Inside Putin’s Libyan Power Play
In an interesting Foreign Policy article written by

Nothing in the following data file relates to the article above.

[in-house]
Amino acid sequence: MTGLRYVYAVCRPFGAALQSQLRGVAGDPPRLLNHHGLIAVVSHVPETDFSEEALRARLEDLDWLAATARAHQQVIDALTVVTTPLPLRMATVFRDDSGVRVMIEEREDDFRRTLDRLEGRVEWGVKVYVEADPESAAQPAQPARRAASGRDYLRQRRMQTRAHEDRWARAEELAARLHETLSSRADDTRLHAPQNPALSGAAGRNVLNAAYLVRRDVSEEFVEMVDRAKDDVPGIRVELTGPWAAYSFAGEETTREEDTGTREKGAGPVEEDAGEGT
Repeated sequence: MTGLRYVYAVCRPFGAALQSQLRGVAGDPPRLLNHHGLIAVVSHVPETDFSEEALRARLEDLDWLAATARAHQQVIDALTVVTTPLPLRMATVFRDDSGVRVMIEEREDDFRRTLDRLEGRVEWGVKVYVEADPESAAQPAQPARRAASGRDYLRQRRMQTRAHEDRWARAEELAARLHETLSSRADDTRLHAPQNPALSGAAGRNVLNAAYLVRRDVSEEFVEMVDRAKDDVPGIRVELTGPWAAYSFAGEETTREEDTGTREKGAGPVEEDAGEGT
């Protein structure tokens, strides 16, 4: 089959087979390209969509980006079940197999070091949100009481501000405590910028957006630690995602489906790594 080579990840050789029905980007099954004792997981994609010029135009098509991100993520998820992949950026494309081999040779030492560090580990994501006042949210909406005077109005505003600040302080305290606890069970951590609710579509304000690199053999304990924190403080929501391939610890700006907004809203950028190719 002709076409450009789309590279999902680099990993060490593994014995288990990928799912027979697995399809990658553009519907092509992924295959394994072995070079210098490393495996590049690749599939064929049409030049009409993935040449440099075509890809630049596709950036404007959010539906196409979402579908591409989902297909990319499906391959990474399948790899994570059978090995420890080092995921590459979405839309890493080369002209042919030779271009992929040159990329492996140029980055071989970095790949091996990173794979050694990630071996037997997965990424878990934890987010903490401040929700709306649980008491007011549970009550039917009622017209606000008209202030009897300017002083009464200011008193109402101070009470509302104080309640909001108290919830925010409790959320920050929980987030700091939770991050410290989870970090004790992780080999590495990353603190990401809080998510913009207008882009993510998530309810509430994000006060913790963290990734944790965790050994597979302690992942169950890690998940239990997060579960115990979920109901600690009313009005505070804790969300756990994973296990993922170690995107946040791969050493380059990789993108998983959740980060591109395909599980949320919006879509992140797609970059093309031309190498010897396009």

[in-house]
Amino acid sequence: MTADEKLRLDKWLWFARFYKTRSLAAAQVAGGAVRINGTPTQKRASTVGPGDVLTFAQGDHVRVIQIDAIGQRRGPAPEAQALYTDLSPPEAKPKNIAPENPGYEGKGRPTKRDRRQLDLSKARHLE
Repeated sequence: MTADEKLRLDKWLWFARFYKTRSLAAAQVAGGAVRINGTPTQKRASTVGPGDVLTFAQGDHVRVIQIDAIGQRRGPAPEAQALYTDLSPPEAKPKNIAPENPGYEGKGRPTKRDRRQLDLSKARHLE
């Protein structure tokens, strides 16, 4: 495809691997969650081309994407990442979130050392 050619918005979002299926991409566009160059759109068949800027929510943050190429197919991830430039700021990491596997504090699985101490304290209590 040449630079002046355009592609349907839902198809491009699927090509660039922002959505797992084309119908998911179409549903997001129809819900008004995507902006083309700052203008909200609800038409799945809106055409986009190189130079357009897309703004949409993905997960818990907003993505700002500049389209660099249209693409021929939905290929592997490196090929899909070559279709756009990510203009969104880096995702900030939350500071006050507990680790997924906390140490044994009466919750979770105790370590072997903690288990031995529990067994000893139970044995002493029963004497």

Russia expects to gain three things from its support of Haftar. First, Moscow hopes Haftar will eventually wield enough political power to give Russia pride of place in making economic deals, thus making up for the financial losses — $150 million in profits from construction projects, $3 billion from a Russian Railways contract, up to $3.5 billion in profits from energy deals, and at least $4 billion in arms sales — incurred because of Libyan dictator Muammar al-Qaddafi’s fall. With oil production in Libya at 700,000 barrels per day in January and the country’s so-called oil crescent controlled by Haftar’s forces, energy is an especially lucrative area of cooperation. In July, Russian state oil giant Rosneft began purchasing oil from Libya’s National Oil Corp. as part of a yearlong contract meant to be, in the words of one Russian official, an initial step toward the “renewal of contracts concluded under Qaddafi.”
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